Refurbishment of Trinity’s Organ Begins

Posted on: 15 July 2016

The organ in Trinity's Public Theatre, housed in an historic 1684 case, is an important part of Trinity's and Ireland’s national heritage.  

The organ has been in a state of decline for many years, and is now virtually unplayable.  The University has made plans to start the refurbishment of the organ and this year’s final summer commencement ceremony on 24 June was the last time that the Public Theatre organ was used in its current incarnation.

Apart from the organ case and facade pipes, some of which have had to be taken down for safety reasons, the organ itself is of no historical value, as it was largely rebuilt mid-20th century.

The organ case, however, is of great significance as it is one of the very few surviving organ cases by Lancelot Pease. It will be retained, with a full refurbishment and redecoration to be carried out. The original case was built by Lancelot Pease who also built organs in Christ Church Cathedral, St Audeon’s Church and Canterbury Cathedral in the 17th century.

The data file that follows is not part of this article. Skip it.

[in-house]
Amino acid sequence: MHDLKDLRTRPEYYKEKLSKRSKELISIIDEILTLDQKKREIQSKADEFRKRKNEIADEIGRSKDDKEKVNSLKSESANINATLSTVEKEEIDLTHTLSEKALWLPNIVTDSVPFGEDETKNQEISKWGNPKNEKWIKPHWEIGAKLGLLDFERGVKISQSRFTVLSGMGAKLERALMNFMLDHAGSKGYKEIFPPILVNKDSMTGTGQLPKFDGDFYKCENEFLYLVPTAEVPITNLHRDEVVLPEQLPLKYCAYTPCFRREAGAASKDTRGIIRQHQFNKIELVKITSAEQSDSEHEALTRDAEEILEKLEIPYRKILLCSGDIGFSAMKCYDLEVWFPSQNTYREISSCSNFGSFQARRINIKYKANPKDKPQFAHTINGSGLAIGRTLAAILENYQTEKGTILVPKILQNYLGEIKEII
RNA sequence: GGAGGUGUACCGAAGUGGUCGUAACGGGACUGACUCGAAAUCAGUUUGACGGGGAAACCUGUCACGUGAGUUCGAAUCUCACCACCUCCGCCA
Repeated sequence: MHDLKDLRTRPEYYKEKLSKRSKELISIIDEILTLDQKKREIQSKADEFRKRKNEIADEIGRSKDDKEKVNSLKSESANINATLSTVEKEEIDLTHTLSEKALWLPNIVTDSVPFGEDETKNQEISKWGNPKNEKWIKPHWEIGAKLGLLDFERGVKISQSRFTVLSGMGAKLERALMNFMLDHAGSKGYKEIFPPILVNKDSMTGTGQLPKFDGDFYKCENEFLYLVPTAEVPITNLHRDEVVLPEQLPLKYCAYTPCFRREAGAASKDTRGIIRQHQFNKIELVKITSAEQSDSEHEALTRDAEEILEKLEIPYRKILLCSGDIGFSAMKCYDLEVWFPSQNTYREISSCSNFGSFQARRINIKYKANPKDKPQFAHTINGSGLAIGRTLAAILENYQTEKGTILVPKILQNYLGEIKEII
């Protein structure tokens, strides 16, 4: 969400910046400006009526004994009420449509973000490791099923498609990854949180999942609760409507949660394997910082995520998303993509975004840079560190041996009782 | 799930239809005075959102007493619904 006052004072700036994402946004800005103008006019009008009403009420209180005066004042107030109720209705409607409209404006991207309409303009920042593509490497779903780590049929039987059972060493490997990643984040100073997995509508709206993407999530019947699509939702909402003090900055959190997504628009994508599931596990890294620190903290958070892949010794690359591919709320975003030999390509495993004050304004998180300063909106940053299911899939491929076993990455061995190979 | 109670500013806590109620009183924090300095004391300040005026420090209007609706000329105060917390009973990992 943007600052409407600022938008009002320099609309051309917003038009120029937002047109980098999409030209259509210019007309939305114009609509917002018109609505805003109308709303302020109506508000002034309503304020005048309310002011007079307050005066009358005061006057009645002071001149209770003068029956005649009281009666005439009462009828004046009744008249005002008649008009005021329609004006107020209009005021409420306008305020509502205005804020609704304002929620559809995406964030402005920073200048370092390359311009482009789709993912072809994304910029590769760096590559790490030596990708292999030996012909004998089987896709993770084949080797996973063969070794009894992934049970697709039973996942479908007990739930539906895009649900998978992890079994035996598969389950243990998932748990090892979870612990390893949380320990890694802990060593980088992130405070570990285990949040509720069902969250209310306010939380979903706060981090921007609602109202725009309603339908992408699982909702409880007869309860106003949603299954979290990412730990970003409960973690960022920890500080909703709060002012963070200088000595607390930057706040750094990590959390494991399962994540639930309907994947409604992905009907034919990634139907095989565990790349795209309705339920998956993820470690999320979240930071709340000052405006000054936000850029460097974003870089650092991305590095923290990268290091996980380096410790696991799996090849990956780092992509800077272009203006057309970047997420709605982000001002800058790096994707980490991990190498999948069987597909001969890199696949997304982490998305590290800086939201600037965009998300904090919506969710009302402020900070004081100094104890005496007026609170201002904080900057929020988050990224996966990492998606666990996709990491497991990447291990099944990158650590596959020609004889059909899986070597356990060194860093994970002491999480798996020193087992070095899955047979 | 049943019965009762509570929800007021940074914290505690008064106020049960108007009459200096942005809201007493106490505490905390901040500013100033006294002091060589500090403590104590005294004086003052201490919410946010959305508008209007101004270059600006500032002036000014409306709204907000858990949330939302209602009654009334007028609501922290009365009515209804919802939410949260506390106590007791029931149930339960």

A new 2-manual organ, with an authentic 17th century stop-list is to be constructed by specialist historic organ builders from the UK, Goetz & Gwynn, during the coming year. It is planned that it will be installed in the refurbished case in the summer of 2017.

Commenting the significance of the restoration project, Professor David Grayson, Chair of the Organ Committee said: “Once the new organ is installed and commissioned it will be the jewel in the crown of the University's musical portfolio, as well as a fine asset to the city and to the country. We are extremely grateful to those who have made significant donations to make this major project possible.”

Based on expert evaluation, building a new organ and refurbishing the case will cost an estimated €450,000. To date Trinity has secured private funding in the amount of about €300,000. Donations from the John & Ann Boland bequest, an anonymous donor and the Trinity Association & Trust will help Trinity finance the project.

In addition to the organ refurbishment project, Facilities & Services is carrying out a painting and decorating project of the Public Theatre this summer while the portraits, including one of Queen Elizabeth I, have been removed to be cleaned.

Please contact the Trinity Development and Alumni office if you would like more information or wish to support the organ refurbishment venture in any way –


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